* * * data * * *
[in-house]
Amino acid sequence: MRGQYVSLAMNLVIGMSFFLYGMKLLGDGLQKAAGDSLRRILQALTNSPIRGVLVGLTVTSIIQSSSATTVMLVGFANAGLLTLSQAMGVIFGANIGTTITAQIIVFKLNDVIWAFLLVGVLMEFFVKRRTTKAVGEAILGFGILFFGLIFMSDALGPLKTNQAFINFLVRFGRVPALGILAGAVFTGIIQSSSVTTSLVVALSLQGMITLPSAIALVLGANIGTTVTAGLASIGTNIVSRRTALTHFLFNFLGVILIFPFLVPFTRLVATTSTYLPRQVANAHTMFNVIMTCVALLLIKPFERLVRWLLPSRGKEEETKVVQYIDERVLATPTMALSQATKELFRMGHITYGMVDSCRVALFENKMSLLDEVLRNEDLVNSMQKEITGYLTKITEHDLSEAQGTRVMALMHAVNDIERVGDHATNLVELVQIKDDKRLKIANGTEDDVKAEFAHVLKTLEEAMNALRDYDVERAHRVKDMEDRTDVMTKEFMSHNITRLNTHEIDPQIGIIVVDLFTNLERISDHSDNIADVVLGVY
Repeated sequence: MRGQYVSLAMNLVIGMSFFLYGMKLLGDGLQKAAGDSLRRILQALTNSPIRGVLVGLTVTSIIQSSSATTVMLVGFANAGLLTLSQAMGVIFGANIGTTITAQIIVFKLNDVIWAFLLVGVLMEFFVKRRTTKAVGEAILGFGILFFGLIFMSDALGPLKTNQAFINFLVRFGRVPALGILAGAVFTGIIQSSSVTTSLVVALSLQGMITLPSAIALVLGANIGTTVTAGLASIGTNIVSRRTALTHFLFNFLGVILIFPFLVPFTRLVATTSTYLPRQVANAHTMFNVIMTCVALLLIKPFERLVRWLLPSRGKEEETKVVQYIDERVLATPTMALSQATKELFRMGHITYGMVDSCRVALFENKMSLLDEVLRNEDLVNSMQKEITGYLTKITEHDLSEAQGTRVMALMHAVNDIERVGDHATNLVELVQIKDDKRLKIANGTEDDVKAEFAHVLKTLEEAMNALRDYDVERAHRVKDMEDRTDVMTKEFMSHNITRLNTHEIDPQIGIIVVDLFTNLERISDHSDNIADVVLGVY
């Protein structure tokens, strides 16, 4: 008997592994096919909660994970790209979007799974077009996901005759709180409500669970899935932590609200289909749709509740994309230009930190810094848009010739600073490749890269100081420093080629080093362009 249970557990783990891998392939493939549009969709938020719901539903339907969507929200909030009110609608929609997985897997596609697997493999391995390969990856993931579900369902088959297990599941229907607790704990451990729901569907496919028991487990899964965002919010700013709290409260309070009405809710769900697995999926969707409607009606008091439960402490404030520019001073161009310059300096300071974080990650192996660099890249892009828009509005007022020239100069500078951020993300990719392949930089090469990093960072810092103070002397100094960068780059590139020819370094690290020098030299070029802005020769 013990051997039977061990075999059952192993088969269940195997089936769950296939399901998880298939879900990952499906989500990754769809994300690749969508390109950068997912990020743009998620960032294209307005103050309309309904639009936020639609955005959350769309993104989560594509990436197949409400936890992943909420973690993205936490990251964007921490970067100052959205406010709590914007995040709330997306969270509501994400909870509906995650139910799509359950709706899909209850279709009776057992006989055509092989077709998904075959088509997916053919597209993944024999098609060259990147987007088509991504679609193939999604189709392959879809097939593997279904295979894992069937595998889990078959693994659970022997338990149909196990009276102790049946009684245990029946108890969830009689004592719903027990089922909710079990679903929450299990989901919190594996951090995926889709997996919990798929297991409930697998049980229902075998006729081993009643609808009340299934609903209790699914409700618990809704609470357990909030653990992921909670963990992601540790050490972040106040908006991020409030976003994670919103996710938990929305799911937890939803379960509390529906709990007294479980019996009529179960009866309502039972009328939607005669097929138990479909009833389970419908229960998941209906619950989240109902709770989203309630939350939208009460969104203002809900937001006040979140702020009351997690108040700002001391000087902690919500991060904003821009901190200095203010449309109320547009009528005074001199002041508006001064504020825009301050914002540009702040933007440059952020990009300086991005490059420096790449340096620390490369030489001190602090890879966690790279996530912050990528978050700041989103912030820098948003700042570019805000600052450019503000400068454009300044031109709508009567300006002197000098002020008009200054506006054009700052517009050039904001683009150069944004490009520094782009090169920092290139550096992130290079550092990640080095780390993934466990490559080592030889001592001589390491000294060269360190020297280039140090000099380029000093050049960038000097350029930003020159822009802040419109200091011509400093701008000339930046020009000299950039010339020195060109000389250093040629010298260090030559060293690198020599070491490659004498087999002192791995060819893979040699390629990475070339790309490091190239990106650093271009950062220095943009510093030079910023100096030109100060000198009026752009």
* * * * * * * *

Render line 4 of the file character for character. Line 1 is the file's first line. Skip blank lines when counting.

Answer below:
């Protein structure tokens, strides 16, 4: 008997592994096919909660994970790209979007799974077009996901005759709180409500669970899935932590609200289909749709509740994309230009930190810094848009010739600073490749890269100081420093080629080093362009 249970557990783990891998392939493939549009969709938020719901539903339907969507929200909030009110609608929609997985897997596609697997493999391995390969990856993931579900369902088959297990599941229907607790704990451990729901569907496919028991487990899964965002919010700013709290409260309070009405809710769900697995999926969707409607009606008091439960402490404030520019001073161009310059300096300071974080990650192996660099890249892009828009509005007022020239100069500078951020993300990719392949930089090469990093960072810092103070002397100094960068780059590139020819370094690290020098030299070029802005020769 013990051997039977061990075999059952192993088969269940195997089936769950296939399901998880298939879900990952499906989500990754769809994300690749969508390109950068997912990020743009998620960032294209307005103050309309309904639009936020639609955005959350769309993104989560594509990436197949409400936890992943909420973690993205936490990251964007921490970067100052959205406010709590914007995040709330997306969270509501994400909870509906995650139910799509359950709706899909209850279709009776057992006989055509092989077709998904075959088509997916053919597209993944024999098609060259990147987007088509991504679609193939999604189709392959879809097939593997279904295979894992069937595998889990078959693994659970022997338990149909196990009276102790049946009684245990029946108890969830009689004592719903027990089922909710079990679903929450299990989901919190594996951090995926889709997996919990798929297991409930697998049980229902075998006729081993009643609808009340299934609903209790699914409700618990809704609470357990909030653990992921909670963990992601540790050490972040106040908006991020409030976003994670919103996710938990929305799911937890939803379960509390529906709990007294479980019996009529179960009866309502039972009328939607005669097929138990479909009833389970419908229960998941209906619950989240109902709770989203309630939350939208009460969104203002809900937001006040979140702020009351997690108040700002001391000087902690919500991060904003821009901190200095203010449309109320547009009528005074001199002041508006001064504020825009301050914002540009702040933007440059952020990009300086991005490059420096790449340096620390490369030489001190602090890879966690790279996530912050990528978050700041989103912030820098948003700042570019805000600052450019503000400068454009300044031109709508009567300006002197000098002020008009200054506006054009700052517009050039904001683009150069944004490009520094782009090169920092290139550096992130290079550092990640080095780390993934466990490559080592030889001592001589390491000294060269360190020297280039140090000099380029000093050049960038000097350029930003020159822009802040419109200091011509400093701008000339930046020009000299950039010339020195060109000389250093040629010298260090030559060293690198020599070491490659004498087999002192791995060819893979040699390629990475070339790309490091190239990106650093271009950062220095943009510093030079910023100096030109100060000198009026752009």